All of these questions they will know, apart from possibly arrival time and they can always give an approximation for this and come back with details later.
So an option to add questions and also a 'The guest must acknowledge ' section where the guest has to tick a box or similar so - scruffy neighbourhood, no children allowed, no pets, steep stairs, no lift etc.
@Stephanie I ask them what time they are arriving (super important) and reiterate my earliest check-in time, adding each Airbnb is different - not a hotel - so please be sure to read the description, amenities and rules so they know what to expect and feel free to ask questions. I often reiterate my rules and no-no(s) and anything that people ignore in their hasty bid to book on price alone.
I agree with @Helen. I always ask people why they are coming to the area, what they plan on doing and to tell me a little about themselves.
I'm finding that many guests have only recently set up an account, and/or have no verifications or reviews and have not filled out a profile. Additionally, some people will book on behalf of someoe else, so you may end up with a different person in your home than the person who is in the profile. This is concerning especially for long-term stays. Making it mandatory for guests to meet certain requirements and answering questions before being able to book is critical for safety reasons, in my opinion.
Yet Airbnb has removed many of the security measures we had a few years ago in the name of "non-discrimination". We are forced to switch to IB in order to require guests to have profile pictures or other verifications. And yet even with these requirements in my settings, I still get numerous requests that don't meet my criteria (verifications, profile filled out, reviews) and that I don't feel comfortable with for these reasons. Many people don't bother to answer your questions (or read House Rules as noted). But if you don't pre-approve within 24 hours, you get dinged for not being responsive enough, and if you decline or cancel bookings later if you're not comfortable you still get dinged!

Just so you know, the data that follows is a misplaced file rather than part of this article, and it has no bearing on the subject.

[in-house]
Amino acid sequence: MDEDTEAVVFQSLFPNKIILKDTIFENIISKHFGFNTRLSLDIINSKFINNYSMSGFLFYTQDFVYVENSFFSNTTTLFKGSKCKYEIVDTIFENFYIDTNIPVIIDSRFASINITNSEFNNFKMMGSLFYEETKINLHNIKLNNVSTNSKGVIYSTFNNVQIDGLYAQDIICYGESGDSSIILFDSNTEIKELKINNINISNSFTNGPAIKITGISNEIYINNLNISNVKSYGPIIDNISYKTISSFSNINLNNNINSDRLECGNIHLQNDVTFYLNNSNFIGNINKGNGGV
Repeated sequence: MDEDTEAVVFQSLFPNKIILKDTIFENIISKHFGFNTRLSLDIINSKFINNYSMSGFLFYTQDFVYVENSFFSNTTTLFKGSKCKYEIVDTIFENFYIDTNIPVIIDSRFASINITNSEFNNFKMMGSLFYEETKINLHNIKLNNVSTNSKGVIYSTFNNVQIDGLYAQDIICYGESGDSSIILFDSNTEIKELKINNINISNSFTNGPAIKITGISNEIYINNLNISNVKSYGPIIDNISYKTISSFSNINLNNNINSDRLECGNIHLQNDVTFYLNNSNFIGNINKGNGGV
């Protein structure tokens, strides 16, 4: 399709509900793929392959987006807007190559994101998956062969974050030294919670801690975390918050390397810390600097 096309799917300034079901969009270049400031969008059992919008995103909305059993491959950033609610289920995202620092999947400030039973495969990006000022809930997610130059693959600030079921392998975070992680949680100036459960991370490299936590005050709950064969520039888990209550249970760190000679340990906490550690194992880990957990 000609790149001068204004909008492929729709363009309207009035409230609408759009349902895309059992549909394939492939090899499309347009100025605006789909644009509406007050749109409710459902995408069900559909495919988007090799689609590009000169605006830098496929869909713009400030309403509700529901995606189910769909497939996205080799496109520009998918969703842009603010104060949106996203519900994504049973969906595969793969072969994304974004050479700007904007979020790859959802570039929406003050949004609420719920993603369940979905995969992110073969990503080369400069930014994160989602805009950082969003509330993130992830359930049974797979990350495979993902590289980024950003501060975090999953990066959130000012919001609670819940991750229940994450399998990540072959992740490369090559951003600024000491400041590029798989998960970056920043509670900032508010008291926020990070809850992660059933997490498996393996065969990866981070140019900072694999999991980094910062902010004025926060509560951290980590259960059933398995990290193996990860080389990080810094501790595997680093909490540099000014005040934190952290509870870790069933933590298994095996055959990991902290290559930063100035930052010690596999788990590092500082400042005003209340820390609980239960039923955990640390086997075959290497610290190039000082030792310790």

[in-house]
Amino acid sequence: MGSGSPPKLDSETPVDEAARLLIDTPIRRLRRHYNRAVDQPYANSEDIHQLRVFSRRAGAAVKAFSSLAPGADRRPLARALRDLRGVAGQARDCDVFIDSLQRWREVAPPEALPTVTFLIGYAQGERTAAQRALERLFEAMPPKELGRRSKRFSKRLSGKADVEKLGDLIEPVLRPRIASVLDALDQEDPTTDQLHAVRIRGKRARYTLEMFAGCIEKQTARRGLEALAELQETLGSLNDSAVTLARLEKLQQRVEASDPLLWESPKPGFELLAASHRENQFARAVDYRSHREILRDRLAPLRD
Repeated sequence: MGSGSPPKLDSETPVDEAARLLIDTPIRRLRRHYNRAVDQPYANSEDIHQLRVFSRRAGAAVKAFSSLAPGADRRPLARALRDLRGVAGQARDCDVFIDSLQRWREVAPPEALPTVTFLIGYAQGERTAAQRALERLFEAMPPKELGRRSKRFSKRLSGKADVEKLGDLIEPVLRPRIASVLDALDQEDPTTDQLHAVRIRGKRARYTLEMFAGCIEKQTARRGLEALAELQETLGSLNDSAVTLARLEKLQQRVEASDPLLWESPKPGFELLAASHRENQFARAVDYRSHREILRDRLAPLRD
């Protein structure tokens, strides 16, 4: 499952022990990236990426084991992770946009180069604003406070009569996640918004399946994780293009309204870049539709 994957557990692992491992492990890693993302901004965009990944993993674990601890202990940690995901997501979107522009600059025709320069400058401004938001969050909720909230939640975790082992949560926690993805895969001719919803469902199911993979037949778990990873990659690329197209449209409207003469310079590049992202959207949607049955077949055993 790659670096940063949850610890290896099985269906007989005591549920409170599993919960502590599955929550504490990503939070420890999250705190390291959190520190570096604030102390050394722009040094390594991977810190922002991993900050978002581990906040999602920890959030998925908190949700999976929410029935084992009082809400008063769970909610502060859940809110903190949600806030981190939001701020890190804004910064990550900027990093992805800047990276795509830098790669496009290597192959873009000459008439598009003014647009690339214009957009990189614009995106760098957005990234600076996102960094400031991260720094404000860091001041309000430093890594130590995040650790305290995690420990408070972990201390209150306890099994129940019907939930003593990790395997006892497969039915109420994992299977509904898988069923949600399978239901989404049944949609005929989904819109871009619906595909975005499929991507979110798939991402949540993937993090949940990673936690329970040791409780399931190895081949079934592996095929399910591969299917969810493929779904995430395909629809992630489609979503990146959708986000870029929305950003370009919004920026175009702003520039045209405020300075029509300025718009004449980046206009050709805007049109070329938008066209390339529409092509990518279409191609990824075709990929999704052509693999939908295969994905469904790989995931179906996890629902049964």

I'd rather focus on getting the right guest, that I'm comfortable with, even if that means it's not quite as convenient/easy to book.
When I receive a booking request or inquiry, I thank them for considering our listing and then ask who will be traveleing with you and what brings you to our town. I also remind them of the house rules regarding no smoking, no pets, no parties and no more than 6 persons allowed to stay at the property. I explain that this information will help me determine if our listing is a good fit for their group. Depending on their response, I will then either accept or decline the request/inquiry. After the reservation is confirmed, I ask for an ETA as we meet all guests at check-in. If I receive no reply to my questions, they will not be staying at my property.